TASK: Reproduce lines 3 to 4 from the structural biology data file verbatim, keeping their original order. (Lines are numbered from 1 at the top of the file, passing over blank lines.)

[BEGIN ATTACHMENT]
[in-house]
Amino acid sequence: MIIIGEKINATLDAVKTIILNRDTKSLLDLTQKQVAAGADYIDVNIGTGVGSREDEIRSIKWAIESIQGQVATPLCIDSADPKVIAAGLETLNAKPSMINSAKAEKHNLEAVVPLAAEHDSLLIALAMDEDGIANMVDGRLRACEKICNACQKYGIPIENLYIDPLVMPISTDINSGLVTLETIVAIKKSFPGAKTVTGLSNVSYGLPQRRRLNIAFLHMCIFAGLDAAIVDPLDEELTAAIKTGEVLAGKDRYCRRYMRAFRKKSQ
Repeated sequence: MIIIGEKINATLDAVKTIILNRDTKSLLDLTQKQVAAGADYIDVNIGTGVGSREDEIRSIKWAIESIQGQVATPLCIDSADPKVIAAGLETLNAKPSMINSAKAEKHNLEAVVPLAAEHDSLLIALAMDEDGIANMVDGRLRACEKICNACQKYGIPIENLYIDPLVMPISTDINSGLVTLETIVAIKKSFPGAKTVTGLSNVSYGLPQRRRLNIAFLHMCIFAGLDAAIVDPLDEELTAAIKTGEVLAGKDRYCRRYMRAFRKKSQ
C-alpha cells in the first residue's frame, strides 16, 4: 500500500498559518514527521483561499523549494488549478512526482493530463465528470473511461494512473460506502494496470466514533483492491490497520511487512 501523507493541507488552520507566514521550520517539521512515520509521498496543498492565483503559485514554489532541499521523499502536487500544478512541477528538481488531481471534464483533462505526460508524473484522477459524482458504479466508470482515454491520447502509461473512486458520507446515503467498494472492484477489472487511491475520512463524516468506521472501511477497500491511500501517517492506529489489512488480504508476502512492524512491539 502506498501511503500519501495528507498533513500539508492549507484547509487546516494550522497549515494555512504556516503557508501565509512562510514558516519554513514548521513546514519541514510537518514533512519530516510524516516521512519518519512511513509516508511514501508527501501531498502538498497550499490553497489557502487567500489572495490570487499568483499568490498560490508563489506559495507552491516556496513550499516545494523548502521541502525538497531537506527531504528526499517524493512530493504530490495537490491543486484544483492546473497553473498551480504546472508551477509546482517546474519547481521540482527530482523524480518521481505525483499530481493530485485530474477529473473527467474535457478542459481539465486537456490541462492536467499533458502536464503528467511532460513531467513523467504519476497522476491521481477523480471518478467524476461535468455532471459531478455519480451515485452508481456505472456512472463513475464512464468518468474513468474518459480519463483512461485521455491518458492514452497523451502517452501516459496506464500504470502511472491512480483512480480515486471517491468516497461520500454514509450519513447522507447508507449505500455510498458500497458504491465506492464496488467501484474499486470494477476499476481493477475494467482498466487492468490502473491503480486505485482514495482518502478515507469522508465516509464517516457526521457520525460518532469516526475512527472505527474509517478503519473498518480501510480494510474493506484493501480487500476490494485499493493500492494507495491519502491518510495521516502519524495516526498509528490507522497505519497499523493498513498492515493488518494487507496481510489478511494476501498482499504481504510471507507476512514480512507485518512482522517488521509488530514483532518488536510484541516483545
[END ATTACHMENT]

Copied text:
Repeated sequence: MIIIGEKINATLDAVKTIILNRDTKSLLDLTQKQVAAGADYIDVNIGTGVGSREDEIRSIKWAIESIQGQVATPLCIDSADPKVIAAGLETLNAKPSMINSAKAEKHNLEAVVPLAAEHDSLLIALAMDEDGIANMVDGRLRACEKICNACQKYGIPIENLYIDPLVMPISTDINSGLVTLETIVAIKKSFPGAKTVTGLSNVSYGLPQRRRLNIAFLHMCIFAGLDAAIVDPLDEELTAAIKTGEVLAGKDRYCRRYMRAFRKKSQ
C-alpha cells in the first residue's frame, strides 16, 4: 500500500498559518514527521483561499523549494488549478512526482493530463465528470473511461494512473460506502494496470466514533483492491490497520511487512 501523507493541507488552520507566514521550520517539521512515520509521498496543498492565483503559485514554489532541499521523499502536487500544478512541477528538481488531481471534464483533462505526460508524473484522477459524482458504479466508470482515454491520447502509461473512486458520507446515503467498494472492484477489472487511491475520512463524516468506521472501511477497500491511500501517517492506529489489512488480504508476502512492524512491539 502506498501511503500519501495528507498533513500539508492549507484547509487546516494550522497549515494555512504556516503557508501565509512562510514558516519554513514548521513546514519541514510537518514533512519530516510524516516521512519518519512511513509516508511514501508527501501531498502538498497550499490553497489557502487567500489572495490570487499568483499568490498560490508563489506559495507552491516556496513550499516545494523548502521541502525538497531537506527531504528526499517524493512530493504530490495537490491543486484544483492546473497553473498551480504546472508551477509546482517546474519547481521540482527530482523524480518521481505525483499530481493530485485530474477529473473527467474535457478542459481539465486537456490541462492536467499533458502536464503528467511532460513531467513523467504519476497522476491521481477523480471518478467524476461535468455532471459531478455519480451515485452508481456505472456512472463513475464512464468518468474513468474518459480519463483512461485521455491518458492514452497523451502517452501516459496506464500504470502511472491512480483512480480515486471517491468516497461520500454514509450519513447522507447508507449505500455510498458500497458504491465506492464496488467501484474499486470494477476499476481493477475494467482498466487492468490502473491503480486505485482514495482518502478515507469522508465516509464517516457526521457520525460518532469516526475512527472505527474509517478503519473498518480501510480494510474493506484493501480487500476490494485499493493500492494507495491519502491518510495521516502519524495516526498509528490507522497505519497499523493498513498492515493488518494487507496481510489478511494476501498482499504481504510471507507476512514480512507485518512482522517488521509488530514483532518488536510484541516483545